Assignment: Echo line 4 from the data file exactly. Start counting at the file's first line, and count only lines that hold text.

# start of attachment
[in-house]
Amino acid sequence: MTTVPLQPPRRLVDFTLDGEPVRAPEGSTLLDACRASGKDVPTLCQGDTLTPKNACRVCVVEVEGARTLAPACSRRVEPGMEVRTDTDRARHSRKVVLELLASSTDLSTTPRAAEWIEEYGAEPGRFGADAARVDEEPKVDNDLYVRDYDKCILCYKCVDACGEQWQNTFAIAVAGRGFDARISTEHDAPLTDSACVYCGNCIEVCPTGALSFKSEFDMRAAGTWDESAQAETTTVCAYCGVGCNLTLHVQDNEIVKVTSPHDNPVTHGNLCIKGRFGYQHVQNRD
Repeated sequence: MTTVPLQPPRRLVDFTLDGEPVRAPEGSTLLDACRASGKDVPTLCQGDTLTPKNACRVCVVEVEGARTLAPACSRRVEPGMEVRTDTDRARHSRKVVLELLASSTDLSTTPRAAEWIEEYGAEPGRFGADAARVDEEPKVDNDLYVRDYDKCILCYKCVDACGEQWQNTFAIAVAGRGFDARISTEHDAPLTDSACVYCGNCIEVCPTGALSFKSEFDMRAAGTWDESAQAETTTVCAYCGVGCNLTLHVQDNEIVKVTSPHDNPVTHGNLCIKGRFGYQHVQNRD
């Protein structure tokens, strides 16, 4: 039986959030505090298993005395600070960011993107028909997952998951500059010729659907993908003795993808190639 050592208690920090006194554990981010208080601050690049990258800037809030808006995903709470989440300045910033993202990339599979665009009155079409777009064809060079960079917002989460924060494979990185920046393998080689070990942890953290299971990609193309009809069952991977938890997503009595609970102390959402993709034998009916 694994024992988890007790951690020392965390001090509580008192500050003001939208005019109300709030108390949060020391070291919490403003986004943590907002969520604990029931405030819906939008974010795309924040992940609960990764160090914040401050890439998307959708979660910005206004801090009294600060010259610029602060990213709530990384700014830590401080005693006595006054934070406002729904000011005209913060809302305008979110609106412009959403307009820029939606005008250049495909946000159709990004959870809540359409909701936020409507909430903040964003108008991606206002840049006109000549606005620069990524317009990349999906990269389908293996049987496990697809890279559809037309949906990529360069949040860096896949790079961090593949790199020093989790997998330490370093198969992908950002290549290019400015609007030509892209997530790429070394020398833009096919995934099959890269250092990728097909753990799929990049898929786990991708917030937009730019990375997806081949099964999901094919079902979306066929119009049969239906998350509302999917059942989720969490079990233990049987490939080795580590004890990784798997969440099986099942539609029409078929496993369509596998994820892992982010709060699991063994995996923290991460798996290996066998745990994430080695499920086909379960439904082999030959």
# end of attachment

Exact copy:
């Protein structure tokens, strides 16, 4: 039986959030505090298993005395600070960011993107028909997952998951500059010729659907993908003795993808190639 050592208690920090006194554990981010208080601050690049990258800037809030808006995903709470989440300045910033993202990339599979665009009155079409777009064809060079960079917002989460924060494979990185920046393998080689070990942890953290299971990609193309009809069952991977938890997503009595609970102390959402993709034998009916 694994024992988890007790951690020392965390001090509580008192500050003001939208005019109300709030108390949060020391070291919490403003986004943590907002969520604990029931405030819906939008974010795309924040992940609960990764160090914040401050890439998307959708979660910005206004801090009294600060010259610029602060990213709530990384700014830590401080005693006595006054934070406002729904000011005209913060809302305008979110609106412009959403307009820029939606005008250049495909946000159709990004959870809540359409909701936020409507909430903040964003108008991606206002840049006109000549606005620069990524317009990349999906990269389908293996049987496990697809890279559809037309949906990529360069949040860096896949790079961090593949790199020093989790997998330490370093198969992908950002290549290019400015609007030509892209997530790429070394020398833009096919995934099959890269250092990728097909753990799929990049898929786990991708917030937009730019990375997806081949099964999901094919079902979306066929119009049969239906998350509302999917059942989720969490079990233990049987490939080795580590004890990784798997969440099986099942539609029409078929496993369509596998994820892992982010709060699991063994995996923290991460798996290996066998745990994430080695499920086909379960439904082999030959």